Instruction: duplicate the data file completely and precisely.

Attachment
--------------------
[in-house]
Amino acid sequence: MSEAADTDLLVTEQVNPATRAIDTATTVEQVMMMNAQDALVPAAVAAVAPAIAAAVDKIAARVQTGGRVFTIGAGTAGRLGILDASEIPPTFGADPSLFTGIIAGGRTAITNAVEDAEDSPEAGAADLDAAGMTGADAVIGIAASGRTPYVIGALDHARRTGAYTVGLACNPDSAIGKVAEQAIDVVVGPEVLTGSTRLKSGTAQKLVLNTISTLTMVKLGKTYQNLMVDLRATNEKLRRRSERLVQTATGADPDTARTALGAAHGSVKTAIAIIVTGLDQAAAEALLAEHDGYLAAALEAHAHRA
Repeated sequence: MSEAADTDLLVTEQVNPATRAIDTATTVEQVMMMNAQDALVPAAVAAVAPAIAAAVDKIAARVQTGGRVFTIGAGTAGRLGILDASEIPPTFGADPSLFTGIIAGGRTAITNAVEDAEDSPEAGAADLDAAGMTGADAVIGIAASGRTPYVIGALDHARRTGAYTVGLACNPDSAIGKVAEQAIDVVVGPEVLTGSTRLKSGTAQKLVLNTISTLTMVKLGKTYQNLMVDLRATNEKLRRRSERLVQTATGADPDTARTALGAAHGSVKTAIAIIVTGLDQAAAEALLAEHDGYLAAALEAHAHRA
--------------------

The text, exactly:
[in-house]
Amino acid sequence: MSEAADTDLLVTEQVNPATRAIDTATTVEQVMMMNAQDALVPAAVAAVAPAIAAAVDKIAARVQTGGRVFTIGAGTAGRLGILDASEIPPTFGADPSLFTGIIAGGRTAITNAVEDAEDSPEAGAADLDAAGMTGADAVIGIAASGRTPYVIGALDHARRTGAYTVGLACNPDSAIGKVAEQAIDVVVGPEVLTGSTRLKSGTAQKLVLNTISTLTMVKLGKTYQNLMVDLRATNEKLRRRSERLVQTATGADPDTARTALGAAHGSVKTAIAIIVTGLDQAAAEALLAEHDGYLAAALEAHAHRA
Repeated sequence: MSEAADTDLLVTEQVNPATRAIDTATTVEQVMMMNAQDALVPAAVAAVAPAIAAAVDKIAARVQTGGRVFTIGAGTAGRLGILDASEIPPTFGADPSLFTGIIAGGRTAITNAVEDAEDSPEAGAADLDAAGMTGADAVIGIAASGRTPYVIGALDHARRTGAYTVGLACNPDSAIGKVAEQAIDVVVGPEVLTGSTRLKSGTAQKLVLNTISTLTMVKLGKTYQNLMVDLRATNEKLRRRSERLVQTATGADPDTARTALGAAHGSVKTAIAIIVTGLDQAAAEALLAEHDGYLAAALEAHAHRA